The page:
Make Spelt Bread In A Bread Machine A Blissful Life Spelt Bread Made In Bread Machine
To beat your diabetes you need to eat food that is low in sugar low in fat low in salt high in fibre and has low GI values ie it releases glucose into your bloodstream relatively slowly. Some kinds of bread fit this bill; others do not. Bread is made from flour ie grain that has been ground into powder. Common wheat is usually used because its flour has high levels of gluten which gives the dough sponginess and elasticity. But bread is also made from other species of wheat (eg durum and spelt) and other grains such as rye barley corn (maize) and oats. The non-wheat grains usually have wheat flour mixed into the flour. The quality of bread depends largely on the protein content of the flour. The best breads use flour with 12 to 14% protein rather than all-purpose wheat flour which only contains 9 to 12% protein.
Bread and the glycemic index The glycemic index rates foods on a scale of 1 to 100 based on how the foods affect your blood glucose levels. A rating of less than 55 is considered low 56 to 69 medium and 70 plus high. Bread ranges from 34 to 73 or more depending on the kind of grains used to make it. Bread with a low rating will be broken down more slowly in your gut giving you a steady increase in your blood sugar level. Bread with a GI value of 70 or more will cause your blood glucose to spike ie to surge and then drop suddenly. Labels for bread do not usually show whether bread has a low GI value. However you can usually estimate whether the GI value is low or not by checking the ingredients. These are usually listed in descending order by weight.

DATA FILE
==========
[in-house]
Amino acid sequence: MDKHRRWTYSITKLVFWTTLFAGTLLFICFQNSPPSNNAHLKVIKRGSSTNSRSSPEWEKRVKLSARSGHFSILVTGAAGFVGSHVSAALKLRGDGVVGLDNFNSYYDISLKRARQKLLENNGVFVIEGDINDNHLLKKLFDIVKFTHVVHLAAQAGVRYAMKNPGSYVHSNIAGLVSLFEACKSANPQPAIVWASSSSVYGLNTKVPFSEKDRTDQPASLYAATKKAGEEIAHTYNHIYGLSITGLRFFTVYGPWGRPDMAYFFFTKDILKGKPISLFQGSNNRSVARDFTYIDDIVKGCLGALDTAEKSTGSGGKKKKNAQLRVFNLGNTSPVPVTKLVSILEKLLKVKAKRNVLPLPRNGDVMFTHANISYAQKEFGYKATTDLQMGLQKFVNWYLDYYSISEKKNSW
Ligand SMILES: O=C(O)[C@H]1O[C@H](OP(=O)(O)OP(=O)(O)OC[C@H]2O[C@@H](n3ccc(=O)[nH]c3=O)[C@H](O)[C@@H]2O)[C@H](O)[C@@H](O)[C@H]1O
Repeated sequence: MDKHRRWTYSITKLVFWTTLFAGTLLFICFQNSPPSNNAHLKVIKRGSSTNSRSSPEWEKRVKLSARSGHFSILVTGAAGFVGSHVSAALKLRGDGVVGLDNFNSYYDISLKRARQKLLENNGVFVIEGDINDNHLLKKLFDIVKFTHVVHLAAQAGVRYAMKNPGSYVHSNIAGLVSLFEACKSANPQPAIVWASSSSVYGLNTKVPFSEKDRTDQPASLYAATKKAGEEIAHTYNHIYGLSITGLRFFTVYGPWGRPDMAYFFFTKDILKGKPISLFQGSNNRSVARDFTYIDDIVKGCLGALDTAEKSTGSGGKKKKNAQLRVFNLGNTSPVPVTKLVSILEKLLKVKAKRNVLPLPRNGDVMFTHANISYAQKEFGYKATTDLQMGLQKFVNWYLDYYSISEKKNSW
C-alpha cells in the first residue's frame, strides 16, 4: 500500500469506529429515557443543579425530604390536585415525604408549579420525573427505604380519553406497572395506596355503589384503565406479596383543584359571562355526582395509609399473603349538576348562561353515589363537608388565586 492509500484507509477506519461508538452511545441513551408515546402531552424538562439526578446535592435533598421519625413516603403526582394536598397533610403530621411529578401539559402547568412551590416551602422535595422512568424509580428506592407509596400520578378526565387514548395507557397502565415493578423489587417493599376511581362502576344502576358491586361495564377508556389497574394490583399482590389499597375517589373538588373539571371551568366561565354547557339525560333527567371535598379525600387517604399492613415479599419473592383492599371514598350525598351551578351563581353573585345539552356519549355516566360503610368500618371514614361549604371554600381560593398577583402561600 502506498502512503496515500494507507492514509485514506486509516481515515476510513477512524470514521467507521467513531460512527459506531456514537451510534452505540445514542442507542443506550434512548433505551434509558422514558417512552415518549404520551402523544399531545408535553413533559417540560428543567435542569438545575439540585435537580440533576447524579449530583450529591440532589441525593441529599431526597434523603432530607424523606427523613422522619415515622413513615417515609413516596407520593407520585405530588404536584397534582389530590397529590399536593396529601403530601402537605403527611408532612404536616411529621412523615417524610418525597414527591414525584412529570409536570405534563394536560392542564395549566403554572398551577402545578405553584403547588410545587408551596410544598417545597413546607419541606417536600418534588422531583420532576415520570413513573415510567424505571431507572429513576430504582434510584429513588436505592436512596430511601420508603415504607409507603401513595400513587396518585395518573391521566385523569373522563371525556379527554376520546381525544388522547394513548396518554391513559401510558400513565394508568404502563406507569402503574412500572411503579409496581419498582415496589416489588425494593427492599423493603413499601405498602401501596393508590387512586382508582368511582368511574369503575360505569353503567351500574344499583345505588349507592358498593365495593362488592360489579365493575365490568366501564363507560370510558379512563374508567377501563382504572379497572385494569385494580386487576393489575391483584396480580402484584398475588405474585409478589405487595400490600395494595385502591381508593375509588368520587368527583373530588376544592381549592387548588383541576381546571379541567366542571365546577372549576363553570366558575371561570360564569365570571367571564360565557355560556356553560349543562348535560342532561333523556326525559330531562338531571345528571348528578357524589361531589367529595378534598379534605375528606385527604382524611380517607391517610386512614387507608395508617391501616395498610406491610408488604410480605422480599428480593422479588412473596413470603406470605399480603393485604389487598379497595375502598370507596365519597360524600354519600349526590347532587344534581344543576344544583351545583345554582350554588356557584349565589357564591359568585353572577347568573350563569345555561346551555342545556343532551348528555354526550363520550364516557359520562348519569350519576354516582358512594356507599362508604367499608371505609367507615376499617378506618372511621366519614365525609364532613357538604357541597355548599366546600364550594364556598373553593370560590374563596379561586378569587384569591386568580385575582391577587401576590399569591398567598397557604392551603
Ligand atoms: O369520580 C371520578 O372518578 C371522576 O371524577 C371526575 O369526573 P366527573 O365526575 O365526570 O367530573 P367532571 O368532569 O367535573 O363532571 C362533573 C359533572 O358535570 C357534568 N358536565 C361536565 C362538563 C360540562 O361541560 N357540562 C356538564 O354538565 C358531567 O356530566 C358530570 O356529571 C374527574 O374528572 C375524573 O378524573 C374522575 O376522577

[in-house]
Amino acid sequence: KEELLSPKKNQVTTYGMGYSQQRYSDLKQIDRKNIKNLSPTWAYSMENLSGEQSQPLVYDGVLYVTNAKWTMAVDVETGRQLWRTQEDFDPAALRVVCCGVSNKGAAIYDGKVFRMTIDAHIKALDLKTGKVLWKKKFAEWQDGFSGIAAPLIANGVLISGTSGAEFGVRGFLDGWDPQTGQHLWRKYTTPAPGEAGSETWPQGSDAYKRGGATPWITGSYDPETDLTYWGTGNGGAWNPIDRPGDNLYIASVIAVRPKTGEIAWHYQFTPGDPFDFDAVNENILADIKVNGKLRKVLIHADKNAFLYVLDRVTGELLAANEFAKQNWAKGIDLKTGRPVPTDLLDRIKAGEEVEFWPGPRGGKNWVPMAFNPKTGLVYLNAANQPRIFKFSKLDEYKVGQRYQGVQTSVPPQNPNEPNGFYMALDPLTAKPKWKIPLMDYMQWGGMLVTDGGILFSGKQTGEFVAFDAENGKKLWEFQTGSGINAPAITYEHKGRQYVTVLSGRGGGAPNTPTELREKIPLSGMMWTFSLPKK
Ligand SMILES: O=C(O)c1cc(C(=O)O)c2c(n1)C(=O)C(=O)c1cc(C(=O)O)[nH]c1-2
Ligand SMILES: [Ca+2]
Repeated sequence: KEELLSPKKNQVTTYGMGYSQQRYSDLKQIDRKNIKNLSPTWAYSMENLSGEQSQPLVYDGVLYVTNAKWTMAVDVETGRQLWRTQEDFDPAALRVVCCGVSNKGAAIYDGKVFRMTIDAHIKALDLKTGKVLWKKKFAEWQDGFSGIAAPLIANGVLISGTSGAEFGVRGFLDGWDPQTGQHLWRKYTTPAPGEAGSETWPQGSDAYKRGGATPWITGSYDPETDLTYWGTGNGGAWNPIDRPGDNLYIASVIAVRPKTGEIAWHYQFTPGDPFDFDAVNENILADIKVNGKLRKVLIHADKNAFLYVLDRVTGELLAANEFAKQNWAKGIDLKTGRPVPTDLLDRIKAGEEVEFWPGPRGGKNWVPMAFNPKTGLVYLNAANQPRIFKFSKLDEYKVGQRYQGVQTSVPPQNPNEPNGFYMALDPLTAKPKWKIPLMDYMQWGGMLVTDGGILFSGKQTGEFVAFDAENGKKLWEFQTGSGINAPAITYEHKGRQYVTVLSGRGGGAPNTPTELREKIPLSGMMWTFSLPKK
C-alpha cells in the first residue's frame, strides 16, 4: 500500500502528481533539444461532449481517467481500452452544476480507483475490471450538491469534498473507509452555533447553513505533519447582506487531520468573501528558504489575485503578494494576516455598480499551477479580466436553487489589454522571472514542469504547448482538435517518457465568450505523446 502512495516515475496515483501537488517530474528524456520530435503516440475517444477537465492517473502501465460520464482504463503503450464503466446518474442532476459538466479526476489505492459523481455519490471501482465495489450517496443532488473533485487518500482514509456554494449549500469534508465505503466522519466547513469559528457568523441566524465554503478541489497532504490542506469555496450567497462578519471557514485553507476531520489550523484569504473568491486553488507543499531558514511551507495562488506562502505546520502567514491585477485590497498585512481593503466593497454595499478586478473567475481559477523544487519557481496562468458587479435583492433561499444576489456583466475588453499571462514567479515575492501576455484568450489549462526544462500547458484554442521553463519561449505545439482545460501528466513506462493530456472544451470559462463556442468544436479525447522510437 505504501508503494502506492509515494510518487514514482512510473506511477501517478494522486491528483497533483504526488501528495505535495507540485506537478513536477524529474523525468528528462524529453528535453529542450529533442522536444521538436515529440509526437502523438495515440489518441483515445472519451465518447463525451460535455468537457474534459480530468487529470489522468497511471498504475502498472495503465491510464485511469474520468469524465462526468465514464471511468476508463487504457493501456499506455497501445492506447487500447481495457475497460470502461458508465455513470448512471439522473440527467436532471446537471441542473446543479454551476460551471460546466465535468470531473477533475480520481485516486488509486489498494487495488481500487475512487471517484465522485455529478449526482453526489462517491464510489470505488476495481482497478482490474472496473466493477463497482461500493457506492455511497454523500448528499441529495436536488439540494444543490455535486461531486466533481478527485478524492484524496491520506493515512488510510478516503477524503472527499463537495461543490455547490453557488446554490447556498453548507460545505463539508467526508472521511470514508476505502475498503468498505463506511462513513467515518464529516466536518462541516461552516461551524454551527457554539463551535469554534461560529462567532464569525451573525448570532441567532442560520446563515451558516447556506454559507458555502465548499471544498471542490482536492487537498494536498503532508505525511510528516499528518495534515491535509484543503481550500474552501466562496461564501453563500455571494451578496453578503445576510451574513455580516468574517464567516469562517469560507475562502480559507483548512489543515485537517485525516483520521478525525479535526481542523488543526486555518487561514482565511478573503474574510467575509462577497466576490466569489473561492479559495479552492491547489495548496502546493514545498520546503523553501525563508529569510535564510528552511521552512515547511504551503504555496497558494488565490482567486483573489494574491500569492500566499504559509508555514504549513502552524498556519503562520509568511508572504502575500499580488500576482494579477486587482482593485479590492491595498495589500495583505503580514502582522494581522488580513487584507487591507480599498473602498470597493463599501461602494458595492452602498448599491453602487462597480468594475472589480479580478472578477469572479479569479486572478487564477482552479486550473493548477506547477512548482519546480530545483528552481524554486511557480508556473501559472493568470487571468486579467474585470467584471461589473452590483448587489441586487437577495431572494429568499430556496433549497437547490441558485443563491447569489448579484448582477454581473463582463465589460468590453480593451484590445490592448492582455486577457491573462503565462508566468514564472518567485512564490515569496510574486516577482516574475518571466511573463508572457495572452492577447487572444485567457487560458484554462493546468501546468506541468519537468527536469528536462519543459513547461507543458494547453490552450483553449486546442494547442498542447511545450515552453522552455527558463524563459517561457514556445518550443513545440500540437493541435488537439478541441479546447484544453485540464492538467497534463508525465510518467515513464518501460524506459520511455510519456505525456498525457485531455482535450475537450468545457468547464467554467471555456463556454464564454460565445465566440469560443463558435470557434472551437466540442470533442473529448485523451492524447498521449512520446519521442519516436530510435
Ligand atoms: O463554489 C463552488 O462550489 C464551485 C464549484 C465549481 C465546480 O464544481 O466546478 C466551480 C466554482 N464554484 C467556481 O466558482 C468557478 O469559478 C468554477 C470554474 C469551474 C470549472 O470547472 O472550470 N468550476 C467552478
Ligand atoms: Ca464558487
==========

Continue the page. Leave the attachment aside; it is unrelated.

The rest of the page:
As you can see the germ and bran contain lots of healthy stuff that is not found in the endosperm. Whole grains are cereal grains in their natural state ie they contain all three main parts endosperm bran and germ. Refined grains are groats from which the bran and germ have been removed by grinding and sifting. Refining causes the grains to lose some of their nutritional value. Sometimes nutrients such as vitamins are added back. But as these represent a small fraction of the nutrients removed refined grains are nutritionally inferior to whole grains. Removing the bran and grinding the grains into a fine powder increases the glycemic index value (GI) of the grain ie you digest glucose from refined grains quicker than glucose from whole grains which as a diabetic is not what you want.